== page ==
Renee Tajima-Peña is an Academy Award-nominated filmmaker whose work focuses on Asian Americans, communities of color, immigration, gender, and social justice. Her previous films include Who Killed Vincent Chin?, My America…or Honk if You Love Buddha, Labor Women, Skate Manzanar, The New Americans: Mexico Story, Calavera Highway, and No Más Bebés. Her films have screened at the Cannes Film Festival, New Directors/New Films, SXSW, Sundance Film Festival, Toronto international Film Festivals and the Whitney Biennial. She has been awarded the Guggenheim Fellowship, USA Broad Fellowship, Alpert Award in the Arts for Film/Video, a Peabody and a Dupont-Columbia Award.
Tajima-Peña is the series producer and showrunner of Asian Americans, a 5-hour series on the Asian American experience that will on PBS in May 2020. The first-ever television history of its kind, Asian Americans encompasses a national engagement initiative, curriculum and website, in addition to the television broadcast.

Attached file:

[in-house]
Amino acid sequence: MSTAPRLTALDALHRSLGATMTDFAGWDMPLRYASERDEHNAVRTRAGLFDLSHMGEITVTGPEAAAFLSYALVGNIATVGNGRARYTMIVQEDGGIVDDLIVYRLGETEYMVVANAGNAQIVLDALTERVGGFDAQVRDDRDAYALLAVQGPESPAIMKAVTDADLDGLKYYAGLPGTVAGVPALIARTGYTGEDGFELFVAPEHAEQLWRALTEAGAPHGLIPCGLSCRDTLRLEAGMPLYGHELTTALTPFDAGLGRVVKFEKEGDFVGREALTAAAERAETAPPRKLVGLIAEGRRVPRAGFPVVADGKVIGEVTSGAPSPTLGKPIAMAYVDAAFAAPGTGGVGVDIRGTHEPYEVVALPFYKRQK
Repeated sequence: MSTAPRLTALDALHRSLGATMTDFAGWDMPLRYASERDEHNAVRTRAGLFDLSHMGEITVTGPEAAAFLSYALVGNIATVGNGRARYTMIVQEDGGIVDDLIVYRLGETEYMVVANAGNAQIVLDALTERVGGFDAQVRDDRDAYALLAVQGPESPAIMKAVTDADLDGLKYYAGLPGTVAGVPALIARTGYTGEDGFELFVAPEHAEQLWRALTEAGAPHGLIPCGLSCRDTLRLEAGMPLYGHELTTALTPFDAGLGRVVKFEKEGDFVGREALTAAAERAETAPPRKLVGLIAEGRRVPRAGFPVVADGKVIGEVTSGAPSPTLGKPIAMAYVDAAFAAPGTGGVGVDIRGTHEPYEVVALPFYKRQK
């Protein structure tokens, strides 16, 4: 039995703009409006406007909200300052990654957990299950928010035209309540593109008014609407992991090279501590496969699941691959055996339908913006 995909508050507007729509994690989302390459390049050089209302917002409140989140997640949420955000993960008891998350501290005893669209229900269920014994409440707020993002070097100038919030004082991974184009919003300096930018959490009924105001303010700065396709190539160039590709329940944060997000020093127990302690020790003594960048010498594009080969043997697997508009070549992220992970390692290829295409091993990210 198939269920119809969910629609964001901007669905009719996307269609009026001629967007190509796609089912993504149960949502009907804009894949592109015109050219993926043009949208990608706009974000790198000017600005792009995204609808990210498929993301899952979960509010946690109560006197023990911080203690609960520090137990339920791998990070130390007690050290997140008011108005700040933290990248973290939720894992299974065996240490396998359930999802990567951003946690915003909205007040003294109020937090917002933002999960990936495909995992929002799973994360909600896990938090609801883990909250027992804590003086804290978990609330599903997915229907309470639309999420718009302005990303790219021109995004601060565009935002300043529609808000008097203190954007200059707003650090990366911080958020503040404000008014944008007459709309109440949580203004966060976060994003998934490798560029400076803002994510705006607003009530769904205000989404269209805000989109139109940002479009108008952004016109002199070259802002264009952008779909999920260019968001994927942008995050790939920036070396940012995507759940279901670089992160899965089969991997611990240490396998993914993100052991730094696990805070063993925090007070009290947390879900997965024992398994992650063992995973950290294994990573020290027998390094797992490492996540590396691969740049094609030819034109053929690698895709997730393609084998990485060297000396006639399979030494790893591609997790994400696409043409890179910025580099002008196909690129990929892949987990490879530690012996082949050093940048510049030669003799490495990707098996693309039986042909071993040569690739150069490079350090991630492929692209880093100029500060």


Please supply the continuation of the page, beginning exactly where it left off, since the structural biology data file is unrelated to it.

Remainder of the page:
She also produces online media projects that explore the history of Japanese American incarceration and resistance. She is founding producer of the Nikkei Democracy Project, a creative collective that uses video, art, and social media to capture the power of the Japanese American imprisonment story and expose current threats to the Constitutional rights of targeted Americans. Her multi-media curriculum project, Building History 3.0, produced with support of the National Parks Service and California Civil Liberties Education Program, is an interactive exploration of Japanese American World War II incarceration using the Minecraft online construction game.
Tajima-Peña has been deeply involved in the Asian American and independent film community as an activist, writer and filmmaker. She was the director and first paid staff-person at Asian Cine-Vision in New York, a founding member of the Center for Asian American Media (formerly National Asian American Telecommunications Association and A-Doc/Asian American Documentary Network, and the first Filmmaker-in-Residence at the International Documentary Association. As a writer, she was a film critic for The Village Voice, a cultural commentator for National Public Radio and editor of Bridge: Asian American Perspectives.
In 2005 Tajima-Peña launched the Graduate Program in Social Documentation at the University of California at Santa Cruz. She currently teaches social documentary at UCLA, where she is a professor of Asian American Studies, the director of the Center for EthnoCommunications and holds an endowed chair in Japanese American Studies.